What is a disability? It is an easy question to answer isn’t it. After all everybody knows that the answer is anyone who is a wheelchair user, who has lost a limb, is blind or is deaf. However, is it really that easy? What about someone with diabetes, dyslexia, work-related stress or obstructive sleep apnoea?
The Disability Discrimination Act 1995 (DDA) and subsequent amendments defines a disability as “a physical or mental impairment, which has a substantial and long-term adverse effect on their ability to carry out normal day-to-day activities”.
Long term is usually defined as capable of lasting for 12 months or longer. If you meet this definition of a disability, then you are automatically covered under the DDA and your employer is legally bound by the duties imposed upon them under the act and cannot discriminate against you on the grounds of your disability.
One of the most important obligations placed upon an employer is their duty to consider reasonable adjustments to your job to ensure that you can continue in the job that you were employed to do.
This must be done before any other action can be taken against you. However, just what is meant by a reasonable adjustment?
This can be anything that helps the person to carry out their normal duties and can be as simple as providing a chair with proper back support for someone with a back problem to letting someone with obstructive sleep apnoea come in a little later in the mornings to providing hearing aid compatible telephones.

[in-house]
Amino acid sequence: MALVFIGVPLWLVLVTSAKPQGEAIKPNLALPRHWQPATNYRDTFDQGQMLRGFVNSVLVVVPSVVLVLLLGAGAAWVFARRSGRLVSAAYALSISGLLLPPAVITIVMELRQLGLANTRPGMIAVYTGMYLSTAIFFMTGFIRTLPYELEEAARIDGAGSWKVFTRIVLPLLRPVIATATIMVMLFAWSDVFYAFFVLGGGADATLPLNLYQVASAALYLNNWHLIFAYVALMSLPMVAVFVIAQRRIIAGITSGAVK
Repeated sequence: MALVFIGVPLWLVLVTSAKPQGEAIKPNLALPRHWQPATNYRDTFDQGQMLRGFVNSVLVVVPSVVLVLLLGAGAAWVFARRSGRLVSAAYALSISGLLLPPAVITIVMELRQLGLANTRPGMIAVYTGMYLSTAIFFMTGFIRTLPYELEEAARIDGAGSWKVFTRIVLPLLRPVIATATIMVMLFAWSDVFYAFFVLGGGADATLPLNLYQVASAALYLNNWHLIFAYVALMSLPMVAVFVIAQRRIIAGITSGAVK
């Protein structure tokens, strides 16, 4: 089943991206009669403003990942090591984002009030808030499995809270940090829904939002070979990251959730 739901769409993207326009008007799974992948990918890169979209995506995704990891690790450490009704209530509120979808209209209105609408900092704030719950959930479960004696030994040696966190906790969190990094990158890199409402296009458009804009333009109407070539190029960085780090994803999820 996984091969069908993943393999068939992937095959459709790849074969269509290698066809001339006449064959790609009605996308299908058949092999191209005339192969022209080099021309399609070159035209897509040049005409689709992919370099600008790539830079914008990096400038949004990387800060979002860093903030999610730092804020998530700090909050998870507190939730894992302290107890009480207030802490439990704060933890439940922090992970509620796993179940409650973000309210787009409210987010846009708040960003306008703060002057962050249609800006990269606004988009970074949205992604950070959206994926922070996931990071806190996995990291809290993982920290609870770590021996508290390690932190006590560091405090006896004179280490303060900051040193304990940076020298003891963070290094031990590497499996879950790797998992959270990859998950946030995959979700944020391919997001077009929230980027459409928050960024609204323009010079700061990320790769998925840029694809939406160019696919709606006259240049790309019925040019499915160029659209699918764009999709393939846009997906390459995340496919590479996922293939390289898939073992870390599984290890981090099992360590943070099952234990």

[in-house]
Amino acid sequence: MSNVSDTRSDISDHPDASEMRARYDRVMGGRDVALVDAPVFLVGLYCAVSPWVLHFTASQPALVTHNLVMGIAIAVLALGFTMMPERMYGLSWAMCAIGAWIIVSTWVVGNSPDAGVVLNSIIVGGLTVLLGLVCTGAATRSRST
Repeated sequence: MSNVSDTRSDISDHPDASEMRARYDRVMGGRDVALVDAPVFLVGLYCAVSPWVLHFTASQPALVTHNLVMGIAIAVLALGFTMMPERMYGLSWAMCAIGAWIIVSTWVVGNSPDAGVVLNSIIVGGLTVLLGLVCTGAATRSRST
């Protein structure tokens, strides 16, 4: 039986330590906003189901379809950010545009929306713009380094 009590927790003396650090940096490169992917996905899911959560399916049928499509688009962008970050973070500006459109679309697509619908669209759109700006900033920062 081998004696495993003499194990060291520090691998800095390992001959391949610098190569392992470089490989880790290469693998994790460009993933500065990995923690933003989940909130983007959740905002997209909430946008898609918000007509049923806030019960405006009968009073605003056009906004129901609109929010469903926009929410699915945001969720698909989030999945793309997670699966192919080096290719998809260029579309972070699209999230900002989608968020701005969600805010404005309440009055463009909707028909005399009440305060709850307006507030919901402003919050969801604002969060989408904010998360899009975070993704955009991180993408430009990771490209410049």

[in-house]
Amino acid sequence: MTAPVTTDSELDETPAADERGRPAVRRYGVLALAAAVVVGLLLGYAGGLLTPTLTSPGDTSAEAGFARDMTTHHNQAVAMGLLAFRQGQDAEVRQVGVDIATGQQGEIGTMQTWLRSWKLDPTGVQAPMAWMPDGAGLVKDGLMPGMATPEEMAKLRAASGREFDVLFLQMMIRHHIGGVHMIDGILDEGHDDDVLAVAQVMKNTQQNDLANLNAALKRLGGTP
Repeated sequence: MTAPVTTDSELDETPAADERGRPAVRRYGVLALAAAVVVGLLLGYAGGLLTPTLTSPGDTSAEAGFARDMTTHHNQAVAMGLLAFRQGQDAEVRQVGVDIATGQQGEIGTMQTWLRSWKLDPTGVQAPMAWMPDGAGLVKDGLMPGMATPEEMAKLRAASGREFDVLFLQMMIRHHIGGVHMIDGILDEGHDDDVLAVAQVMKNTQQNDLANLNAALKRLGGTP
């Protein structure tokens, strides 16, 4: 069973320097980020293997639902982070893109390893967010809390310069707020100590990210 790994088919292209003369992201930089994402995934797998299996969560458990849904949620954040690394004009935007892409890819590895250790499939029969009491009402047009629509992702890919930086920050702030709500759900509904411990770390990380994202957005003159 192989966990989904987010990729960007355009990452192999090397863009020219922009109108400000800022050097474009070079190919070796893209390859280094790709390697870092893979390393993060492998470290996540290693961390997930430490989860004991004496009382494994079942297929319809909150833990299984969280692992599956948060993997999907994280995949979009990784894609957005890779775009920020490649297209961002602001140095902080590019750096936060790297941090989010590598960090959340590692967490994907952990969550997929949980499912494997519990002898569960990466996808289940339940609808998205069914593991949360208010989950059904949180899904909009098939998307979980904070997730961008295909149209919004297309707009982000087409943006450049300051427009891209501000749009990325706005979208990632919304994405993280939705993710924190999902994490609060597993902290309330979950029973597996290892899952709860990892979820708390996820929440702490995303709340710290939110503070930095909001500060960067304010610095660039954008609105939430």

Of course, you are all saying that your employer will complain about the cost, especially as budgets are being cut back in the current climate.
Research carried out by the Equalities and Human Rights Commission has shown that 70% (yes 70%) of all reasonable adjustments cost nothing at all.
Help is also at hand via government agencies such as Job Centre Plus and schemes such as Access to Work and Work Step. These schemes can help to provide funding for workplace assessments to be carried out by properly qualified people such as the RNIB or RNID or to help pay for reasonable adjustments.
But this all sounds so complicated, I hear you cry! Where can we get help and advice and find out what UNISON is doing to help its disabled members.
Well, fear not readers help is at hand! The Scottish Disabled Members Committee (SDMC) is a self organised group consisting entirely of disabled members who campaign on behalf of our disabled members to ensure that disability issues are given a voice within UNISON.
SDMC members are represented on all of the various Scottish committees as well as on the National Disabled Members Committee. We also attend the National Disabled Members Conference and National Delegate Conference as well as the STUC disabled members forum to ensure that disabled members voices are heard not just within our own union but within the wider trade union movement as well.
We are a friendly bunch (honest!) and would be happy to help any member or branch with any issues they may have concerning disability issues.
For more information please contact the equalities officer, Eileen Dinning at West Campbell Street. email@example.com